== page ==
Expos 40 Spring 2022

Due to high demand, we ask that students apply to the course. Please note that the Spring 2022 application window closed on January 17th. Selected students will be notified by email on the evening of Tuesday, January 18th of their acceptance into one of the nine sections of the course. Thursday, January 20th is the college's class registration deadline. Please note that enrollment in Expos 40 is by application only.

Spring 2022 Expos 40 Sections

Section # Course Title Preceptor Days Start End Location
006 Expos 40: Public Speaking Practicum Lee Nishri-Howitt MW 9 a.m. 11 a.m. Geological Museum 100
001 Expos 40: Public Speaking Practicum Erika Bailey MW 12 p.m. 2 p.m. Lowell House Screening Room
004 Expos 40: Public Speaking Practicum Katharine Clarke MW 12 p.m. 2 p.m. Geological Museum 100
007 Expos 40: Public Speaking Practicum Lee Nishri-Howitt MW 12 p.m. 2 p.m. Lowell Hall Lecture Hall
002 Expos 40: Public Speaking Practicum David Carter MW 3 p.m. 5 p.m. Yenching Auditorium
008 Expos 40: Public Speaking Practicum Zachary Stuart TTh 9 a.m. 11 a.m. Lowell House Screening Room
009 Expos 40: Public Speaking Practicum Zachary Stuart TTh 12 p.m. 2 p.m. Lowell House Screening Room
005 Expos 40: Public Speaking Practicum Katharine Clarke TTh 3 p.m. 5 p.m. Geological Museum 100
003 Expos 40: Public Speaking Practicum David Carter TTh 3:45 p.m. 5:45 p.m. SEC LL2 221




In Expos 40 section, we teach students the fundamentals of public speaking performance and rhetorical construction, which can be utilized in various environments, such as job interviews, meetings, presentations, or formal speeches. We teach students how to:

  • Construct a clear thesis;
  • Layer various arguments logically;
  • Craft a compelling story/narrative and perform the story dramatically;
  • Provide evidence for arguments and anticipate counterarguments;
  • Source outside evidence;
  • Anticipate audience’s needs and responses;
  • Maintain awareness of one’s body language, eyeline, posture, and gestures;
  • Support one’s breathing and voice, and focus on vocal clarity;
  • Balance various ethos, logos, and pathos appeals.



While the teaching of classical rhetoric in academia has waned over the decades, the desires to clearly articulate one’s point of view and structure a persuasive argument remain necessary in interpersonal relationships, in the workplace, and in maintaining a healthy democracy. We believe that constructing a compelling speech requires creating an argument with a logical flow and consistency, meeting the audience on their terms, and generously presenting an honest self to the audience. Effective speaking, as with most performance, involves a myriad of skills, be they vocal, physical, logical, or emotional. Expos 40 provides a step-by-step approach to incorporate these skills.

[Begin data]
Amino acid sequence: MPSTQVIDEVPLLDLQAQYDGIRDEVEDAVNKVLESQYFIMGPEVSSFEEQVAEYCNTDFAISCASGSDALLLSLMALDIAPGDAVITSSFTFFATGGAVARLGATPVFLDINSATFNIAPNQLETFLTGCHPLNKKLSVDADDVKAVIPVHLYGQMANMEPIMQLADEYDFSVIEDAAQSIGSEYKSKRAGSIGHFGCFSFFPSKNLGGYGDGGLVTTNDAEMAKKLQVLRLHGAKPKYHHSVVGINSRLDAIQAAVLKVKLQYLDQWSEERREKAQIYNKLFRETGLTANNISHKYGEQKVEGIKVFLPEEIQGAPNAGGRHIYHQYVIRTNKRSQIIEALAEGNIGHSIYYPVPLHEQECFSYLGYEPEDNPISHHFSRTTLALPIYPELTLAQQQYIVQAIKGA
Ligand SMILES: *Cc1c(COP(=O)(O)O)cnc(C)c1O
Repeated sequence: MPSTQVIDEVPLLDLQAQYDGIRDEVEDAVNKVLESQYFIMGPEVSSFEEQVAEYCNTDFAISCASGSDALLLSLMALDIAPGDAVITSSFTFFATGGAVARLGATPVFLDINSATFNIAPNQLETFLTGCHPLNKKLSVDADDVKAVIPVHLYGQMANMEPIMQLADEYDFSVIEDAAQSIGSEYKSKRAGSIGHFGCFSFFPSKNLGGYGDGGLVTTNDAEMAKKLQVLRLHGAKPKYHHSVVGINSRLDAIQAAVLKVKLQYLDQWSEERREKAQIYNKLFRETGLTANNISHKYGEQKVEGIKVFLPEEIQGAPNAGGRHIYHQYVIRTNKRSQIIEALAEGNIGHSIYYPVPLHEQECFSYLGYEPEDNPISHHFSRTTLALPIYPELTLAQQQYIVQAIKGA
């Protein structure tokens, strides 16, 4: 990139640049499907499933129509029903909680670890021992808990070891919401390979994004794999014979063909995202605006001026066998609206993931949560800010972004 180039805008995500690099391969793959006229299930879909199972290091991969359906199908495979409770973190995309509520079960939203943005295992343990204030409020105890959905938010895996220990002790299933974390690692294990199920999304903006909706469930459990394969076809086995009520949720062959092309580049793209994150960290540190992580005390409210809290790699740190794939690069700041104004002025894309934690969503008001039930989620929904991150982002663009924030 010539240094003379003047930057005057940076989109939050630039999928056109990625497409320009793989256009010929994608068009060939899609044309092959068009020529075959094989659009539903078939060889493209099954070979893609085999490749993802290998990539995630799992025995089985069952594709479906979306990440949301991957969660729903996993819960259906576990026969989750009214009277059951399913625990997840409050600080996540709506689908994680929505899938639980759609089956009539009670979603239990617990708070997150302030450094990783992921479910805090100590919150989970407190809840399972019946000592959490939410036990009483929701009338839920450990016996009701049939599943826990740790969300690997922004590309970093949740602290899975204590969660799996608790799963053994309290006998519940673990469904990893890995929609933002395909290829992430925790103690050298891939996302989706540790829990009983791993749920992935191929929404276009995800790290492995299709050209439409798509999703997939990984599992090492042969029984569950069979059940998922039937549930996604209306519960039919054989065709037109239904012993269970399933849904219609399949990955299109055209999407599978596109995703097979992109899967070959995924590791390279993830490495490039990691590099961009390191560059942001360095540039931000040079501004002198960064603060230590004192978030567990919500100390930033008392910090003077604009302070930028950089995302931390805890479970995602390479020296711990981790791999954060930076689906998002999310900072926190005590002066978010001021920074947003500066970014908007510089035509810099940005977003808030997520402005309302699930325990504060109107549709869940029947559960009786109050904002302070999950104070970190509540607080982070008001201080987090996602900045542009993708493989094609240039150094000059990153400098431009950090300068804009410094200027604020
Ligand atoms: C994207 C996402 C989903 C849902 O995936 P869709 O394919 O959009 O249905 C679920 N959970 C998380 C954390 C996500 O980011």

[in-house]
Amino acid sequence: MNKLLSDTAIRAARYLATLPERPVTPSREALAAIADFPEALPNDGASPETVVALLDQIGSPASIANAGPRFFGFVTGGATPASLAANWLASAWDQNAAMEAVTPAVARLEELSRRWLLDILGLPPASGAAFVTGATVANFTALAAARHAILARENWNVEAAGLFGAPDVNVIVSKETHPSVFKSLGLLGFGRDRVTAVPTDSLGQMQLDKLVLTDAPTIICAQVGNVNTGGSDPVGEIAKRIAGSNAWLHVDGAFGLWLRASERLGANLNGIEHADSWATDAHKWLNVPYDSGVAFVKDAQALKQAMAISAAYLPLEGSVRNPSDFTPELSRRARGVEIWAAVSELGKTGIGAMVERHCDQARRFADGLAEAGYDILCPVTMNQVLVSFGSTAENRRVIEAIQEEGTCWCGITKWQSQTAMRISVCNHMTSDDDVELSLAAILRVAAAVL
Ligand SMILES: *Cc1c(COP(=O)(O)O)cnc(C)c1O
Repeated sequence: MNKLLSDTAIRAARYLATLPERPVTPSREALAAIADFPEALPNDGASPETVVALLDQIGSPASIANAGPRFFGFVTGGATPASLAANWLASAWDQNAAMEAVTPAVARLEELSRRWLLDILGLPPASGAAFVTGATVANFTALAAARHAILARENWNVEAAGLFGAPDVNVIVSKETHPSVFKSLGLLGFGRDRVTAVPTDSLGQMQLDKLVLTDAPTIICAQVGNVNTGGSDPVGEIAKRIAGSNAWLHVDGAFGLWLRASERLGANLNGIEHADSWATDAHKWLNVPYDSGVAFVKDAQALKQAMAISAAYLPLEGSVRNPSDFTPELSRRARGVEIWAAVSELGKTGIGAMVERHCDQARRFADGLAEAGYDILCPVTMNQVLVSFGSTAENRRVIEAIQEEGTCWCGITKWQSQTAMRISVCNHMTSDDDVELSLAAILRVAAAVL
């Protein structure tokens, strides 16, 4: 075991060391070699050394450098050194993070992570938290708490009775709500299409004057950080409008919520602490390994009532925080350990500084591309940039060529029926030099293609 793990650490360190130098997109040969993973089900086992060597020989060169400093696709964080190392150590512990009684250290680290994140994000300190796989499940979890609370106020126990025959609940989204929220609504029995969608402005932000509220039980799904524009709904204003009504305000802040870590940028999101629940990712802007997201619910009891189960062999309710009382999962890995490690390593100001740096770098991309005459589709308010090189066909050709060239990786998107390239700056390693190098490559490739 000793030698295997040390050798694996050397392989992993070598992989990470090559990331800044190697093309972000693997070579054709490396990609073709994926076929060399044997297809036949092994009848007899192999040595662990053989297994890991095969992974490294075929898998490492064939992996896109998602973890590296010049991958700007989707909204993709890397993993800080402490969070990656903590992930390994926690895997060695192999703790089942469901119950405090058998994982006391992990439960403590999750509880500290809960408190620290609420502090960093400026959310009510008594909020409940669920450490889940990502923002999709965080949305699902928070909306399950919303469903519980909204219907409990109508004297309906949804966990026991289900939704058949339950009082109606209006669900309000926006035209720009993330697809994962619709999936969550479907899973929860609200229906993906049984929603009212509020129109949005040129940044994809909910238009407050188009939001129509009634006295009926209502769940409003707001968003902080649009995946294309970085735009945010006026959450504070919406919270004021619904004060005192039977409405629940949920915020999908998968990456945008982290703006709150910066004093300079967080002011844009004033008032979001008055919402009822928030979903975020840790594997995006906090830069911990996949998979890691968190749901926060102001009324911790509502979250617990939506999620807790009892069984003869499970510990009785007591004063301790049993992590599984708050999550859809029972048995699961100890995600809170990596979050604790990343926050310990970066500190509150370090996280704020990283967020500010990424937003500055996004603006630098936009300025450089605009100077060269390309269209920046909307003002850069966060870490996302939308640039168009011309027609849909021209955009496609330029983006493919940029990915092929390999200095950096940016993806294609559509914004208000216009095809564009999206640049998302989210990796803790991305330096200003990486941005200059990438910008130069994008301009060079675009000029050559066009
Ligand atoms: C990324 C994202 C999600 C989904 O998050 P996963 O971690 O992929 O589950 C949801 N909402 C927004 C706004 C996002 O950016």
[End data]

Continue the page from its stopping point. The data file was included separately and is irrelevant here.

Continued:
The class is a practicum, and as such, much of the learning is from doing and observing one another. Every student receives personalized feedback from instructors and peers on all aspects of their work—from speech construction to performance. In all, the audience helps shape the performer as the performer shapes the audience.



In studies of the most common fears, the fear of public speaking usually polls relatively high—though sometimes it is tied with the public’s fear of snakes. While we cannot help one’s fear of serpents, this class demystifies the process of speaking to an audience. We put aside some of the popular advice on tackling one’s speaking anxieties, such as “imagine the audience naked.” While that advice is strange and strangely commonly prescribed, we encourage students not to imagine the audience as vulnerable (or “naked”) but rather as co-participants in this process of relaying information. We encourage the speaker to explore their vulnerability and, in turn, trust in the strength of the audience.

The path of Expos 40 may not seem completely straight on its face, but, in fact, the class is constantly building each student’s interpersonal and performative skills, while exploring the various external forces and histories that affect how we communicate. Throughout the semester, students are encouraged to improvise, flex their creativity, tell compelling stories, and present structured speeches, while looking at the history of rhetoric and examining how race, gender, politics, and one’s own culture shapes their communication.

Each student enters Expos 40 with their own set of goals as a speaker, and we endeavor to help the student achieve them. Inevitably, students also discover skills they already had and new benchmarks to reach throughout the semester. Through various speeches and consistent feedback from peers and instructors, plus self-evaluation, students can practice, adjust, and invariably grow from the process.

A successful Expos 40 student takes risks, makes mistakes, and tries again. They reach out to their instructors, peers, or peer tutors to practice and adjust. The Expos 40 team is here to facilitate that process and to prove that you can imagine the audience fully attired while still being a compelling, confident speaker.